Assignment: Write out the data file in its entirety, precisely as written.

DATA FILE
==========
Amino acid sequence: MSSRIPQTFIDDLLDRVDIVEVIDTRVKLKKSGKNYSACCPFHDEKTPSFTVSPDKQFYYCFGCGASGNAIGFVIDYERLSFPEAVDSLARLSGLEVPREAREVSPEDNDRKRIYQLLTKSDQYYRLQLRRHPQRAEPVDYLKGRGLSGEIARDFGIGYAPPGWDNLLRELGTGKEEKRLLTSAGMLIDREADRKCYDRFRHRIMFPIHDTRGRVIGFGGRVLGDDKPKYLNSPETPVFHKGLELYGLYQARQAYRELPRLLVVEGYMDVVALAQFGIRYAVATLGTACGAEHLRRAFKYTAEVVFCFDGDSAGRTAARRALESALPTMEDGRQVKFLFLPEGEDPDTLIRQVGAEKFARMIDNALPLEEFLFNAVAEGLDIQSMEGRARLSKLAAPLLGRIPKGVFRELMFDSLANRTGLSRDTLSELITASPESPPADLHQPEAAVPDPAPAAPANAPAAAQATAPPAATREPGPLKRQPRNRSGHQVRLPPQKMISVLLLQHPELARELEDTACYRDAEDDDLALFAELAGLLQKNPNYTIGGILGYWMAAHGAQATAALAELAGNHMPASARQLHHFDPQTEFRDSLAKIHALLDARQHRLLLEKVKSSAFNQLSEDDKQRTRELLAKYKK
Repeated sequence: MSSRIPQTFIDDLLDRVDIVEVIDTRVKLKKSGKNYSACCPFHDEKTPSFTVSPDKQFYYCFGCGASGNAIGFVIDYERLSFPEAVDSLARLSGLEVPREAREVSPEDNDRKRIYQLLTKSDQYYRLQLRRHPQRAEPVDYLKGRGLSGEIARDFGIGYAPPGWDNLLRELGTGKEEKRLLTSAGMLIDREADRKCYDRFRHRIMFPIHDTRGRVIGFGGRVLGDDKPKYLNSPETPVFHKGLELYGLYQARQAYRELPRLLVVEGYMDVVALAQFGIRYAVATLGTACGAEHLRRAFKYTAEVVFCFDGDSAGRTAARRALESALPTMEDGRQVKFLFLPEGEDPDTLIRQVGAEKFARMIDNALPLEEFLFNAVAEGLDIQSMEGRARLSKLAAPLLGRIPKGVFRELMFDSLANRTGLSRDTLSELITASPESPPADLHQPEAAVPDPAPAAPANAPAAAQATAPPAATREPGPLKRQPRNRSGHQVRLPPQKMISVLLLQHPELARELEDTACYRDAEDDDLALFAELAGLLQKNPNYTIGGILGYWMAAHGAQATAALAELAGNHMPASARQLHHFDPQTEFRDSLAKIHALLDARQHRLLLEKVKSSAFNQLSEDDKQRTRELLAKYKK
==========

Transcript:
Amino acid sequence: MSSRIPQTFIDDLLDRVDIVEVIDTRVKLKKSGKNYSACCPFHDEKTPSFTVSPDKQFYYCFGCGASGNAIGFVIDYERLSFPEAVDSLARLSGLEVPREAREVSPEDNDRKRIYQLLTKSDQYYRLQLRRHPQRAEPVDYLKGRGLSGEIARDFGIGYAPPGWDNLLRELGTGKEEKRLLTSAGMLIDREADRKCYDRFRHRIMFPIHDTRGRVIGFGGRVLGDDKPKYLNSPETPVFHKGLELYGLYQARQAYRELPRLLVVEGYMDVVALAQFGIRYAVATLGTACGAEHLRRAFKYTAEVVFCFDGDSAGRTAARRALESALPTMEDGRQVKFLFLPEGEDPDTLIRQVGAEKFARMIDNALPLEEFLFNAVAEGLDIQSMEGRARLSKLAAPLLGRIPKGVFRELMFDSLANRTGLSRDTLSELITASPESPPADLHQPEAAVPDPAPAAPANAPAAAQATAPPAATREPGPLKRQPRNRSGHQVRLPPQKMISVLLLQHPELARELEDTACYRDAEDDDLALFAELAGLLQKNPNYTIGGILGYWMAAHGAQATAALAELAGNHMPASARQLHHFDPQTEFRDSLAKIHALLDARQHRLLLEKVKSSAFNQLSEDDKQRTRELLAKYKK
Repeated sequence: MSSRIPQTFIDDLLDRVDIVEVIDTRVKLKKSGKNYSACCPFHDEKTPSFTVSPDKQFYYCFGCGASGNAIGFVIDYERLSFPEAVDSLARLSGLEVPREAREVSPEDNDRKRIYQLLTKSDQYYRLQLRRHPQRAEPVDYLKGRGLSGEIARDFGIGYAPPGWDNLLRELGTGKEEKRLLTSAGMLIDREADRKCYDRFRHRIMFPIHDTRGRVIGFGGRVLGDDKPKYLNSPETPVFHKGLELYGLYQARQAYRELPRLLVVEGYMDVVALAQFGIRYAVATLGTACGAEHLRRAFKYTAEVVFCFDGDSAGRTAARRALESALPTMEDGRQVKFLFLPEGEDPDTLIRQVGAEKFARMIDNALPLEEFLFNAVAEGLDIQSMEGRARLSKLAAPLLGRIPKGVFRELMFDSLANRTGLSRDTLSELITASPESPPADLHQPEAAVPDPAPAAPANAPAAAQATAPPAATREPGPLKRQPRNRSGHQVRLPPQKMISVLLLQHPELARELEDTACYRDAEDDDLALFAELAGLLQKNPNYTIGGILGYWMAAHGAQATAALAELAGNHMPASARQLHHFDPQTEFRDSLAKIHALLDARQHRLLLEKVKSSAFNQLSEDDKQRTRELLAKYKK